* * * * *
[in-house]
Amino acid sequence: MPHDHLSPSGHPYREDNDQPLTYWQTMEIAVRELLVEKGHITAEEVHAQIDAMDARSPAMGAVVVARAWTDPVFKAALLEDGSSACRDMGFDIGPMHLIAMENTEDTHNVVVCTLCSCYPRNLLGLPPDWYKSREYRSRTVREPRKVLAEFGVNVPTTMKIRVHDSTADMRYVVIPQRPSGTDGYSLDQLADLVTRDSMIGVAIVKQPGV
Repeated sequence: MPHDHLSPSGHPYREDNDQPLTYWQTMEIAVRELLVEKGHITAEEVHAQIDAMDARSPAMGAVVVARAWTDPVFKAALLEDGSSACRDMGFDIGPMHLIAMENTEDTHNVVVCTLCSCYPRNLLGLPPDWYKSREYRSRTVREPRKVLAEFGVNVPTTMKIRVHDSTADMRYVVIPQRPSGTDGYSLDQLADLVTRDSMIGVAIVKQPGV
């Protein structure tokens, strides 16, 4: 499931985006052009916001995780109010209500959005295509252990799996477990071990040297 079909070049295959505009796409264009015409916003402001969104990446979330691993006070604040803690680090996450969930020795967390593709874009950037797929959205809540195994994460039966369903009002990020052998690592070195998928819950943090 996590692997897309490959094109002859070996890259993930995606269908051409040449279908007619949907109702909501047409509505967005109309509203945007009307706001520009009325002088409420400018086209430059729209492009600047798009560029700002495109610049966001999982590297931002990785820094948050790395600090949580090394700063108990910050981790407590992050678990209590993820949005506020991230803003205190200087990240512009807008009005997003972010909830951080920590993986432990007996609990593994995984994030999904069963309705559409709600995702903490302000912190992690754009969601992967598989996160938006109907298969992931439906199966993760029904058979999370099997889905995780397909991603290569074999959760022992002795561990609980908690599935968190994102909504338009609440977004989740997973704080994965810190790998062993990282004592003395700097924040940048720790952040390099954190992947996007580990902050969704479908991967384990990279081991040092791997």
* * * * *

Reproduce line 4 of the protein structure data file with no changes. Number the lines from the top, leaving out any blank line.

């Protein structure tokens, strides 16, 4: 499931985006052009916001995780109010209500959005295509252990799996477990071990040297 079909070049295959505009796409264009015409916003402001969104990446979330691993006070604040803690680090996450969930020795967390593709874009950037797929959205809540195994994460039966369903009002990020052998690592070195998928819950943090 996590692997897309490959094109002859070996890259993930995606269908051409040449279908007619949907109702909501047409509505967005109309509203945007009307706001520009009325002088409420400018086209430059729209492009600047798009560029700002495109610049966001999982590297931002990785820094948050790395600090949580090394700063108990910050981790407590992050678990209590993820949005506020991230803003205190200087990240512009807008009005997003972010909830951080920590993986432990007996609990593994995984994030999904069963309705559409709600995702903490302000912190992690754009969601992967598989996160938006109907298969992931439906199966993760029904058979999370099997889905995780397909991603290569074999959760022992002795561990609980908690599935968190994102909504338009609440977004989740997973704080994965810190790998062993990282004592003395700097924040940048720790952040390099954190992947996007580990902050969704479908991967384990990279081991040092791997």